Project description:In preterm birth, the immature retina can develop a potentially blinding disorder of the eye known as retinopathy of prematurity (ROP). The vaso-proliferative phase of ROP begins at an approximate postmenstrual age (PMA) of 32 weeks. There is little or no evidence of an association between ROP development and retinal status in the early vaso-proliferative phase. We aimed to evaluate the retinal vascular findings of infants at 33-34 weeks PMA to determine their risk of ROP. We reviewed 130 serial wide-field retinal images from 65 preterm infants born before the gestational age of 31 weeks. ROP occurred more frequently in infants having a leading vascular edge within posterior Zone II. This was in contrast to normal infants, who are characterized by complete retinal vascularization up to Zone II at 34 weeks PMA. The probability of ROP development in preterm infants with retinal edge hemorrhage was 24.58 times higher than in preterm infants without retinal edge hemorrhage. Eyes with ROP that required treatment showed significantly delayed retinal vascularization accompanied by pre-plus disease. In conclusion, retinal status in the early vaso-proliferation phase might determine the risk of ROP.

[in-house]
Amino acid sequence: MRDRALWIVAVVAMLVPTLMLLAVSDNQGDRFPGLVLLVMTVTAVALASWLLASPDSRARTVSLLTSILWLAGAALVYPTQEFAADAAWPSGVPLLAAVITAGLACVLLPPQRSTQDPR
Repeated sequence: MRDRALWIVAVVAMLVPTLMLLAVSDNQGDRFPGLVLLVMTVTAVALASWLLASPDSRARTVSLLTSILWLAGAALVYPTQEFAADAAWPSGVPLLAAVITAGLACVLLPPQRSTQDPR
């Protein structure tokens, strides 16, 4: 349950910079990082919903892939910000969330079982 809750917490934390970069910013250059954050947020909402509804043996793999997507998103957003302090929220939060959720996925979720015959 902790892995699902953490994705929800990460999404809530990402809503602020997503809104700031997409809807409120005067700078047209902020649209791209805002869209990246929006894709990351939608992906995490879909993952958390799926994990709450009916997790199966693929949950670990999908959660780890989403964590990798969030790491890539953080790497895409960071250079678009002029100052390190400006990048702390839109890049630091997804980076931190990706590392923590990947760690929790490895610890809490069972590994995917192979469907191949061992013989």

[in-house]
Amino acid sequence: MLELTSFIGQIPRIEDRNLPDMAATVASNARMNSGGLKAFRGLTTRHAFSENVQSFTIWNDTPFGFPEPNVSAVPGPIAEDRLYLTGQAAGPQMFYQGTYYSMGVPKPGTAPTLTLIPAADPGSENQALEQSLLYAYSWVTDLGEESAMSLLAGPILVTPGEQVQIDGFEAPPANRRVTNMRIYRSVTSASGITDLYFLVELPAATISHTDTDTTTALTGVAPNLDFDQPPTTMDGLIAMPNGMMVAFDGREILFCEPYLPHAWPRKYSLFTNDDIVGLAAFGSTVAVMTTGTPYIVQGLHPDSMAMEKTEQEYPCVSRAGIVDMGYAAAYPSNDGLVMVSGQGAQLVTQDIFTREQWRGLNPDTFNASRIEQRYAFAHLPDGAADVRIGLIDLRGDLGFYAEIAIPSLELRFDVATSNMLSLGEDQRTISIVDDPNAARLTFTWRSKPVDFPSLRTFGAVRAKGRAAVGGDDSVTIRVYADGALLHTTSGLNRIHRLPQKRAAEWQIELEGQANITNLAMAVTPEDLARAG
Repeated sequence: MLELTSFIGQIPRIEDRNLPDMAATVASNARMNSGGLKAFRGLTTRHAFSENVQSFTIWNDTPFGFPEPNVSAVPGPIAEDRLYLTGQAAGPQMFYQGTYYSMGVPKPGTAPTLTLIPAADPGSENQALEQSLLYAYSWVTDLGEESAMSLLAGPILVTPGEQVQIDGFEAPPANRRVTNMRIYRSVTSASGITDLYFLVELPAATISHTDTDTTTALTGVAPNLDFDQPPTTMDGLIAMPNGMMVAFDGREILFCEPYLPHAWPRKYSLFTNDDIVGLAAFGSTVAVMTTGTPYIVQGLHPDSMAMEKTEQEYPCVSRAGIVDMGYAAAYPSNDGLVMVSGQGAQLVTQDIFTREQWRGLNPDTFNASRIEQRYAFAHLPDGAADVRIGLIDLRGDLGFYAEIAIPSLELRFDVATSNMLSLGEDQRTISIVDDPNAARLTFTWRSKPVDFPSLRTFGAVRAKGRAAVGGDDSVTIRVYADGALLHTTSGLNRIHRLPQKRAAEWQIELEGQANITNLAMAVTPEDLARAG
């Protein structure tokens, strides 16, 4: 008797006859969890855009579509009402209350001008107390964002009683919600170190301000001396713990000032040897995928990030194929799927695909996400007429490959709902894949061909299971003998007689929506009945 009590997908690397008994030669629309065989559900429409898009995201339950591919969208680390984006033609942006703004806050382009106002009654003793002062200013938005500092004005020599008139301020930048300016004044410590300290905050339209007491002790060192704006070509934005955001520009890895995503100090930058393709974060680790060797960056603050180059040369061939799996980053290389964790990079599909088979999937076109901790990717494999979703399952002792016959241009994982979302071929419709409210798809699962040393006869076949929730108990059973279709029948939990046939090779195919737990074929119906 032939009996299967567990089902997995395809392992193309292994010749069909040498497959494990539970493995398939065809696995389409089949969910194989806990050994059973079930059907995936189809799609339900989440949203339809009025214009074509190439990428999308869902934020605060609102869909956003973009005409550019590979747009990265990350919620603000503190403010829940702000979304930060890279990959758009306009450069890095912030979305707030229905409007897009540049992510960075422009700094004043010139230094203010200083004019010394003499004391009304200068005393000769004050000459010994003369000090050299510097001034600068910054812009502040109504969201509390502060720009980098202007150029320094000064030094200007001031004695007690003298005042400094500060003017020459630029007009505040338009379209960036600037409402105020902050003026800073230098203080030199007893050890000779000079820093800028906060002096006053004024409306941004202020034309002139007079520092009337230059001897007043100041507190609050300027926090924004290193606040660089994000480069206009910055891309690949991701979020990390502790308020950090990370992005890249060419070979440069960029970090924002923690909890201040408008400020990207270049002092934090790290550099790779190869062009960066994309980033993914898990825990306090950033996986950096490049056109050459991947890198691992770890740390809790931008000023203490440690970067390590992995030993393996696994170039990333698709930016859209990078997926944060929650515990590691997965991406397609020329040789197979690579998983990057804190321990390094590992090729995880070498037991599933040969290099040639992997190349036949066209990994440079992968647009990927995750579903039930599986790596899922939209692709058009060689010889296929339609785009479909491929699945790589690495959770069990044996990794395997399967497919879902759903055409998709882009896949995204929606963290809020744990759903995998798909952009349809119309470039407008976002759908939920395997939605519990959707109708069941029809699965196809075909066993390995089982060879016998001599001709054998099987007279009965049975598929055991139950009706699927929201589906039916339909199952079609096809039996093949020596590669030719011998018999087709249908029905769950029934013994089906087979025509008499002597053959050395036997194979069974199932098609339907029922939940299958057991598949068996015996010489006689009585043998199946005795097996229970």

Project description:Being born preterm (PT, <37 weeks gestation) or at very low birth weight (VLBW, <1500 g) is associated with increased rates of cardiopulmonary disorders in childhood. As survivors age, late cardiac effects, including right ventricular (RV) remodelling and occult pulmonary hypertension are emerging. In this population-based study, we aimed to investigate right heart structure and function in young adults born PT at VLBW compared to normal-weight term-born controls. The New Zealand VLBW Study has followed all infants born in 1986 with birth weight <1500 g. All were born preterm from 24 to 37 weeks. A total of 229 (71% of survivors) had echocardiograms aged 26-30 years which were compared to age-matched, term-born, normal-weight controls (<i>n</i> = 100). Young adults born preterm at very low birth weight exhibited smaller RV dimensions compared to term-born peers. Standard echocardiographic measures of RV function did not differ, but mildly reduced function was detected by RV longitudinal strain. This difference was related to birth weight and gestational age but not lung function or left ventricular function. Echocardiographic strain imaging may be an important tool to detect differences in RV function preterm and VLBW.